-- An April 29 NewsBusters post by Brent Baker claimed that ABC didn't back up its claim that Rush Limbaugh was "a hypocrite for previously condemning drug users" because it "didn't offer any evidence Limbaugh has ever denounced those hooked on prescription pain medication." While ABC did play a clip of Limbaugh saying, ""The people who are caught doing this stuff ought to be sent away. They ought to be punished," Baker parsed it away:
What, however, was the “stuff” to which Limbaugh referred? Kofman did not specify in delivering his broadside, but if Limbaugh was condemning users of illegal hallucinogenic substances, such as cocaine or heroin, that's quite a bit different than obtaining an excessive level of legal drugs to control pain.
Baker similarly whacked The New York Times for "an uncorroborated broadside which didn't differentiate between illegal mind-altering drugs and legal, prescription-controlled pain relievers."
-- An April 29 NewsMax article promotes Limbaugh's $250,000 donation to the Leukemia and Lymphoma Society while mentioning nothing about his plea deal.
The Pro-Limbaugh Echo Chamber Topic: Newsmax
This is rich: NewsMax -- whose first and, for much of the 24 hours following its announcement, only coverage of the Rush Limbaugh doctor-shopping plea consisted of reprinting the press release from Limbaugh's lawyer -- is complaining about media bias in coverage of the plea deal.
This is even richer: NewsMax's evidence of this, as told in an April 30 article, is a rehash of Tim Graham's NewsBusters post -- which, as we've noted, is peddling its own pro-Limbaugh spin.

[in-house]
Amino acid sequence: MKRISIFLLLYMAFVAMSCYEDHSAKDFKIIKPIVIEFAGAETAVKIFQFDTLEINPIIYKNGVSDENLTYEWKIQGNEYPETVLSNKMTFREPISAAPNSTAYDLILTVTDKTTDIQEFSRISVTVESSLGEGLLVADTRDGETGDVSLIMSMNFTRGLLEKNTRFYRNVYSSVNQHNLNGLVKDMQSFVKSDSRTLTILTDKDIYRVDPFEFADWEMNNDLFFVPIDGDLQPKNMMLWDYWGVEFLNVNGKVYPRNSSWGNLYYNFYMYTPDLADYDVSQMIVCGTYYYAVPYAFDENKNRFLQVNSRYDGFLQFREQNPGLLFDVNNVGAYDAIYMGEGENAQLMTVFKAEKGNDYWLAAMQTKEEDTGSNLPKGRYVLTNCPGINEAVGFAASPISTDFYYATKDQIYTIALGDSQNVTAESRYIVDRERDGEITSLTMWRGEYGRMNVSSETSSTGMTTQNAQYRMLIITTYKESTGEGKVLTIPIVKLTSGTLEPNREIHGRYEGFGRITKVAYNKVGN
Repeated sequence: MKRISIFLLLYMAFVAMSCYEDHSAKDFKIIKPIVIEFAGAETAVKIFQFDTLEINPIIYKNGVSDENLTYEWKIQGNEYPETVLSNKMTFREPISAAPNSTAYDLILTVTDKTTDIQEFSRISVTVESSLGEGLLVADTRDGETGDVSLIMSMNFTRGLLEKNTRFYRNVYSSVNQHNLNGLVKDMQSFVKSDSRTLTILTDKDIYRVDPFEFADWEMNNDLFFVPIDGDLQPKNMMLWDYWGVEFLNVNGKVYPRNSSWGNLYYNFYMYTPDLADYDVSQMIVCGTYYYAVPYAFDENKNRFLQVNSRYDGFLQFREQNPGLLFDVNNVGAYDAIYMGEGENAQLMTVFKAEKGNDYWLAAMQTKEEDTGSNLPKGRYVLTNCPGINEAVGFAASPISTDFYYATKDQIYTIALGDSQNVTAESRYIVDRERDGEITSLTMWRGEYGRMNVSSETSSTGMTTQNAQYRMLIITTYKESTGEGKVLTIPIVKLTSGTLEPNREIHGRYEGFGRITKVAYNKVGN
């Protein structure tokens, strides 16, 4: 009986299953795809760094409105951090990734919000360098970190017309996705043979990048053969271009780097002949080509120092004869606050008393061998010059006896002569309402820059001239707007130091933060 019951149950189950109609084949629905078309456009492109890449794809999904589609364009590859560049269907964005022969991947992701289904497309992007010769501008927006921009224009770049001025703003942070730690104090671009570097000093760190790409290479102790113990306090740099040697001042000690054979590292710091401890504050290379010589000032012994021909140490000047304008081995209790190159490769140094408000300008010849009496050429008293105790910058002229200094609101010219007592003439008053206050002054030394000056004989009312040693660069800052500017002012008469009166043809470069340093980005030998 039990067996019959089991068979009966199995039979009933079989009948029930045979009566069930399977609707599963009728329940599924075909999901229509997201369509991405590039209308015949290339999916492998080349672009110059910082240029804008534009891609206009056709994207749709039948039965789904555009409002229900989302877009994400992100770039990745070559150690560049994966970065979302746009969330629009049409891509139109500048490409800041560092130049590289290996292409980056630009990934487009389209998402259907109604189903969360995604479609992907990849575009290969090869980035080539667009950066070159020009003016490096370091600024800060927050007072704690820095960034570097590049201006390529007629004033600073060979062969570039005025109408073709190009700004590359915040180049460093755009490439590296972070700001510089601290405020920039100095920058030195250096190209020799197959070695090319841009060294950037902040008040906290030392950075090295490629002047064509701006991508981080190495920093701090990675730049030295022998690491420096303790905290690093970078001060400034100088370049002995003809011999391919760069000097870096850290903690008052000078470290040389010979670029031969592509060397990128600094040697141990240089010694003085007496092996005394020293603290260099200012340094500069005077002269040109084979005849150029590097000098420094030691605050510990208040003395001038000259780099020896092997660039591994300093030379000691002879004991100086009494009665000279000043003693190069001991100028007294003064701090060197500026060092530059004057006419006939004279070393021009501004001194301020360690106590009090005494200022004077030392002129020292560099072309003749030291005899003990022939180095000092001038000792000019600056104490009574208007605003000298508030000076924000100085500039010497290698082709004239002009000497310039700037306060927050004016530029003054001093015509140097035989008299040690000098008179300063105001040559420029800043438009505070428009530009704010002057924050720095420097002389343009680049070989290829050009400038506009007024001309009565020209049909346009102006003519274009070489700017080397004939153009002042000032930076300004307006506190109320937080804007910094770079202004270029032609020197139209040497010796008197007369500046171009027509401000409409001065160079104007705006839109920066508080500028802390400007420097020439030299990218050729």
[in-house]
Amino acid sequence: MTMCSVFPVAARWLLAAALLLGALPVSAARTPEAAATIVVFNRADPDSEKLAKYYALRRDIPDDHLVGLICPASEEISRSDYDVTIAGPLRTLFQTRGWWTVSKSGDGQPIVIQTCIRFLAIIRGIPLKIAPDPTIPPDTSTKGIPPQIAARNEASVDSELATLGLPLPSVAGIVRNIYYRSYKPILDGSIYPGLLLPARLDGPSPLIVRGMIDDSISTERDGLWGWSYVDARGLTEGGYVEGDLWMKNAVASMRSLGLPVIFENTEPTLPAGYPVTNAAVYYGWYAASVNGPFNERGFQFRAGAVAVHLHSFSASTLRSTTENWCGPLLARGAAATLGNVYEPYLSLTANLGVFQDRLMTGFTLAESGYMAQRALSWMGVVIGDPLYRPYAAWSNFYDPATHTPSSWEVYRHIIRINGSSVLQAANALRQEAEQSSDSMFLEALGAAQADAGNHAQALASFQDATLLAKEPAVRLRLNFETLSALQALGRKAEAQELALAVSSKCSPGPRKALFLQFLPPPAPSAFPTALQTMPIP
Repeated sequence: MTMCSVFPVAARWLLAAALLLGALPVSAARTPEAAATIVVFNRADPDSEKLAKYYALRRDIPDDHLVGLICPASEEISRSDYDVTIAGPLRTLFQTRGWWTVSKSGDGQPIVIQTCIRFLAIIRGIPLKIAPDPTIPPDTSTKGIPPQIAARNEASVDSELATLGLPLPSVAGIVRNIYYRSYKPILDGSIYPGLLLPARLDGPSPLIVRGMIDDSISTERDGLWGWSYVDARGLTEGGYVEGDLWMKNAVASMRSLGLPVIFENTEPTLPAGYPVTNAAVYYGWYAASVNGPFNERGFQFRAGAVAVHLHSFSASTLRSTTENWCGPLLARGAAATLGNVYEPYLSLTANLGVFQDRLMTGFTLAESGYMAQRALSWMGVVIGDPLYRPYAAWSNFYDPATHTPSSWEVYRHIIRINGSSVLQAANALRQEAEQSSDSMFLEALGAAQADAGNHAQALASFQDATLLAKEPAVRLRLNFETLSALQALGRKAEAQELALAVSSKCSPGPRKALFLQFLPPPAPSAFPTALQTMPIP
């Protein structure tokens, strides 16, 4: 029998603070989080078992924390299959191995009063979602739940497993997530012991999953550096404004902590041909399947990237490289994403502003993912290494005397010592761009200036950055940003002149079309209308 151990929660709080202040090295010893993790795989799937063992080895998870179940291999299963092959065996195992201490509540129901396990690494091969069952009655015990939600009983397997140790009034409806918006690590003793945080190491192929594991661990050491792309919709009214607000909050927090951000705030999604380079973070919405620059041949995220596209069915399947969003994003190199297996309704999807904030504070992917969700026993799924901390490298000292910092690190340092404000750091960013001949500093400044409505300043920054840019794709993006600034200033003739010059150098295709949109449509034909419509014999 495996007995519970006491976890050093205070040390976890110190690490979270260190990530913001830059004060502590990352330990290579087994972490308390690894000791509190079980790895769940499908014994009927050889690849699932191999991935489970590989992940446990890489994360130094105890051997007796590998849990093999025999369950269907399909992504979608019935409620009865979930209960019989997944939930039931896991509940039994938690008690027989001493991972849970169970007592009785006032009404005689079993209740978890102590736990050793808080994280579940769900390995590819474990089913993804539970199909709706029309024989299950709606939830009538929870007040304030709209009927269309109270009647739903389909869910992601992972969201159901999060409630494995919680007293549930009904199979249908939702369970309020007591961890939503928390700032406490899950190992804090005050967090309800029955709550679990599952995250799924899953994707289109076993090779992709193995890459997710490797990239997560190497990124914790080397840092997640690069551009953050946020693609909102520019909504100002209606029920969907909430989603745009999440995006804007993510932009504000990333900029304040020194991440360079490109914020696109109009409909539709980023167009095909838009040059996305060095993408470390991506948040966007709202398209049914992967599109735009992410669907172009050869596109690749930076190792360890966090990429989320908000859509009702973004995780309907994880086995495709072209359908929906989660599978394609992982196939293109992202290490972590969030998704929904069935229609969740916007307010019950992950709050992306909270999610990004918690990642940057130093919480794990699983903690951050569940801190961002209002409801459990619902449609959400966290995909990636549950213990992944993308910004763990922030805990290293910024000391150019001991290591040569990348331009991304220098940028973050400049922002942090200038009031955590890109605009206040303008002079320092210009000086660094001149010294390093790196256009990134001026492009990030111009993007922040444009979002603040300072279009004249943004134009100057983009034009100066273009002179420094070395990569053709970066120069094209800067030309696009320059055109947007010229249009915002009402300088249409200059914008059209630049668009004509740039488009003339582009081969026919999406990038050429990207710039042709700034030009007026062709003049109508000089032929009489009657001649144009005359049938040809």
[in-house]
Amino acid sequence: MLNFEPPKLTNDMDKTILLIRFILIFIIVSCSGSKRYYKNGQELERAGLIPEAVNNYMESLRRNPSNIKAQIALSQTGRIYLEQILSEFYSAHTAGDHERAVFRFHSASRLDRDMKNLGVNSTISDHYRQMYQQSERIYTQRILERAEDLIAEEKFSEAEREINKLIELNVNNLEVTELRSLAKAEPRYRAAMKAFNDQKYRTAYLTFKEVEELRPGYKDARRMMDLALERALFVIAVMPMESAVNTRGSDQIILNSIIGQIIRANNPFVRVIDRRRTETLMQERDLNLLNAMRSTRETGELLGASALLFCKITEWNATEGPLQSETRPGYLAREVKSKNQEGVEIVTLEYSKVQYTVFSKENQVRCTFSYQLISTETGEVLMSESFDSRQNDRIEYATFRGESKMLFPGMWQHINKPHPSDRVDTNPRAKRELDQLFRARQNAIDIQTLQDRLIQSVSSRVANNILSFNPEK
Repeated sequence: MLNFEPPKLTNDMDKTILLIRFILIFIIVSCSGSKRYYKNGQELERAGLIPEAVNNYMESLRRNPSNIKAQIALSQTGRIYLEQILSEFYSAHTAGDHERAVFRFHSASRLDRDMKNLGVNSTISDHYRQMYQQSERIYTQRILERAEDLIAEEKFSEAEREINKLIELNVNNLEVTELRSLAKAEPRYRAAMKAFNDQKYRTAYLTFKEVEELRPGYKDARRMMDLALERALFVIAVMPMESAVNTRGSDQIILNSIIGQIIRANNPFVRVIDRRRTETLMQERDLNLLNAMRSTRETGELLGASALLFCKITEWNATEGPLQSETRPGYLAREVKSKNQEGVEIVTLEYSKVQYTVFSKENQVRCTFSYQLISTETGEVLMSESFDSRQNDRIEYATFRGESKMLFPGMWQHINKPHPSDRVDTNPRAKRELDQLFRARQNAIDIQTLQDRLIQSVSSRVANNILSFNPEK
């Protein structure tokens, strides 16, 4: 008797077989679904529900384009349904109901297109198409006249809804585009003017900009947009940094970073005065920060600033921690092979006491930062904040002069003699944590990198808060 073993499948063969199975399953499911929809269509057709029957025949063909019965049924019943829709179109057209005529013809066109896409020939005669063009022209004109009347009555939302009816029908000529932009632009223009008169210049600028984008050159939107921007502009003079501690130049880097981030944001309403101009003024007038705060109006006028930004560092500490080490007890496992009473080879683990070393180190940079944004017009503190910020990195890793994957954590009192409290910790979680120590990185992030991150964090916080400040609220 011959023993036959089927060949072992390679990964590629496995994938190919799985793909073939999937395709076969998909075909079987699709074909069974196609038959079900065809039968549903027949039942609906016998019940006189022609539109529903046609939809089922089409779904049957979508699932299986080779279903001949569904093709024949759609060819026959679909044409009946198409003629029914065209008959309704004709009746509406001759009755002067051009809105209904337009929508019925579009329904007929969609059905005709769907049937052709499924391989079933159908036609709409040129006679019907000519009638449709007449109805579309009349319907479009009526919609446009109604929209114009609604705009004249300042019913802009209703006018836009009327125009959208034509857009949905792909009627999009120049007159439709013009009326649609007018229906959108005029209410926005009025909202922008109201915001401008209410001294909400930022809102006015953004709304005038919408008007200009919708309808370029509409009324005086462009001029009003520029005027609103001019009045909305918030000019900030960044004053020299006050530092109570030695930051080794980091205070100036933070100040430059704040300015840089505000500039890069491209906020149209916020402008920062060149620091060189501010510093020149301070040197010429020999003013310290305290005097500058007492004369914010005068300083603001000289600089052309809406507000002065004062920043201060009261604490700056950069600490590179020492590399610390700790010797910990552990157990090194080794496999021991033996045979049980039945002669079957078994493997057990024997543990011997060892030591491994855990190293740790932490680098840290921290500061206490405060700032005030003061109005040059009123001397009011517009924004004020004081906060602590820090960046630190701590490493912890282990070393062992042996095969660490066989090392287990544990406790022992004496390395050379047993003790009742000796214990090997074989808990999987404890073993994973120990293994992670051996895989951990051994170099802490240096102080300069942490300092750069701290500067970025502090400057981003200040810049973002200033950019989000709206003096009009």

NewsMax has also added an Associated Press article on the plea to its site. It stands out by virtue of telling both sides of the story -- something no original NewsMax article on the case has yet to achieve.
NewsBusters Pushes Limbaugh Spin, Part 2 Topic: NewsBusters
An April 29 NewsBusters post by Tim Graham continues the MRC's pro-Limbaugh spin by bashing the Washington Post for saying in teaser copy that Rush Limbaugh was "arrested" -- which, as we've noted, is an accurate description of what happened. Graham emphasizes that Limbaugh's plea deal contains "no admission of guilt" while not noting that Limbaugh is paying a $30,000 fine, which is certainly an admission of something.
NewsBusters Pushes Limbaugh Spin Topic: NewsBusters
In an April 28 NewsBusters post, Brent Baker falsely implied that it was wrong to report that Rush Limbaugh was "arrested" as part of his plea bargain on doctor-shopping charges because it "was really more of a booking session that did not put Limbaugh into handcuffs or any jail." In fact, Baker's version of events is what Limbaugh's attorney, Roy Black, wants you to believe. As CNN reported: